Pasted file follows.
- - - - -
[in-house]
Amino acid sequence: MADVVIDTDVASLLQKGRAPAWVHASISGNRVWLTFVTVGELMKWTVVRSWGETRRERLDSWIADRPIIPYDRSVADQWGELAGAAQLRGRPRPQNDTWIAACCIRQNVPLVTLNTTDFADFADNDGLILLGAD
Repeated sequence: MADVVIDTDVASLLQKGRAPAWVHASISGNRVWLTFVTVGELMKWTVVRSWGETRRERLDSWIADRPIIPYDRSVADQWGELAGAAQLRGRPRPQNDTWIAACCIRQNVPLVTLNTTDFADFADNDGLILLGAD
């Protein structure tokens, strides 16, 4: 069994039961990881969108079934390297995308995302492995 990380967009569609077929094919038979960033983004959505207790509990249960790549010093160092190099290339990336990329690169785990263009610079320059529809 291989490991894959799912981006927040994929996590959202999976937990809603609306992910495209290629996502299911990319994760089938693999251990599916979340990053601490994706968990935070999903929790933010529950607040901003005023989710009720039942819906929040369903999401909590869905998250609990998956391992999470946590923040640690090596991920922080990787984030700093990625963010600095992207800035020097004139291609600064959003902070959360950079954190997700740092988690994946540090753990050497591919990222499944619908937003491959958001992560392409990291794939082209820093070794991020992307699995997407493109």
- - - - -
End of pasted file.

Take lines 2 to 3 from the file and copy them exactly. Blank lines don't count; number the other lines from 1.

Amino acid sequence: MADVVIDTDVASLLQKGRAPAWVHASISGNRVWLTFVTVGELMKWTVVRSWGETRRERLDSWIADRPIIPYDRSVADQWGELAGAAQLRGRPRPQNDTWIAACCIRQNVPLVTLNTTDFADFADNDGLILLGAD
Repeated sequence: MADVVIDTDVASLLQKGRAPAWVHASISGNRVWLTFVTVGELMKWTVVRSWGETRRERLDSWIADRPIIPYDRSVADQWGELAGAAQLRGRPRPQNDTWIAACCIRQNVPLVTLNTTDFADFADNDGLILLGAD